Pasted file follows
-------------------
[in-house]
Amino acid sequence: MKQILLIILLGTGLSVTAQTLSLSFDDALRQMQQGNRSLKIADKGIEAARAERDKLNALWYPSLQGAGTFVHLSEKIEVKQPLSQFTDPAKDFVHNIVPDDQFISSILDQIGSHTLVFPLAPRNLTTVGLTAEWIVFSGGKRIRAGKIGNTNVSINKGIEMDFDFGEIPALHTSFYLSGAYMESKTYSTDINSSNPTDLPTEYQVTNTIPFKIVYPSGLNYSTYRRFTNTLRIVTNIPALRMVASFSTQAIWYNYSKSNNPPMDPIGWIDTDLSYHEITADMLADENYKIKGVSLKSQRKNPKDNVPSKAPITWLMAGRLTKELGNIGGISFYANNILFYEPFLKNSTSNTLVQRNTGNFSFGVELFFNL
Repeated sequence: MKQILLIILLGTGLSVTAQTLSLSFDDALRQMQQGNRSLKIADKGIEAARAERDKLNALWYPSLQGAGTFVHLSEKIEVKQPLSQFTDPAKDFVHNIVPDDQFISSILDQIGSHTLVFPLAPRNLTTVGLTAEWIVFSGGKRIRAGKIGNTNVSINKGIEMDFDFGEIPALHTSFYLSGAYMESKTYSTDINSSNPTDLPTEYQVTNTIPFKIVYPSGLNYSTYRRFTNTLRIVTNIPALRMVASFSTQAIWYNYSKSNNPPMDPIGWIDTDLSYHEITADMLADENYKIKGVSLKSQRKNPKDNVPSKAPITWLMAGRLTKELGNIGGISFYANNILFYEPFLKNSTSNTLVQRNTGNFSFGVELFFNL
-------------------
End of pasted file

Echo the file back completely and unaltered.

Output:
[in-house]
Amino acid sequence: MKQILLIILLGTGLSVTAQTLSLSFDDALRQMQQGNRSLKIADKGIEAARAERDKLNALWYPSLQGAGTFVHLSEKIEVKQPLSQFTDPAKDFVHNIVPDDQFISSILDQIGSHTLVFPLAPRNLTTVGLTAEWIVFSGGKRIRAGKIGNTNVSINKGIEMDFDFGEIPALHTSFYLSGAYMESKTYSTDINSSNPTDLPTEYQVTNTIPFKIVYPSGLNYSTYRRFTNTLRIVTNIPALRMVASFSTQAIWYNYSKSNNPPMDPIGWIDTDLSYHEITADMLADENYKIKGVSLKSQRKNPKDNVPSKAPITWLMAGRLTKELGNIGGISFYANNILFYEPFLKNSTSNTLVQRNTGNFSFGVELFFNL
Repeated sequence: MKQILLIILLGTGLSVTAQTLSLSFDDALRQMQQGNRSLKIADKGIEAARAERDKLNALWYPSLQGAGTFVHLSEKIEVKQPLSQFTDPAKDFVHNIVPDDQFISSILDQIGSHTLVFPLAPRNLTTVGLTAEWIVFSGGKRIRAGKIGNTNVSINKGIEMDFDFGEIPALHTSFYLSGAYMESKTYSTDINSSNPTDLPTEYQVTNTIPFKIVYPSGLNYSTYRRFTNTLRIVTNIPALRMVASFSTQAIWYNYSKSNNPPMDPIGWIDTDLSYHEITADMLADENYKIKGVSLKSQRKNPKDNVPSKAPITWLMAGRLTKELGNIGGISFYANNILFYEPFLKNSTSNTLVQRNTGNFSFGVELFFNL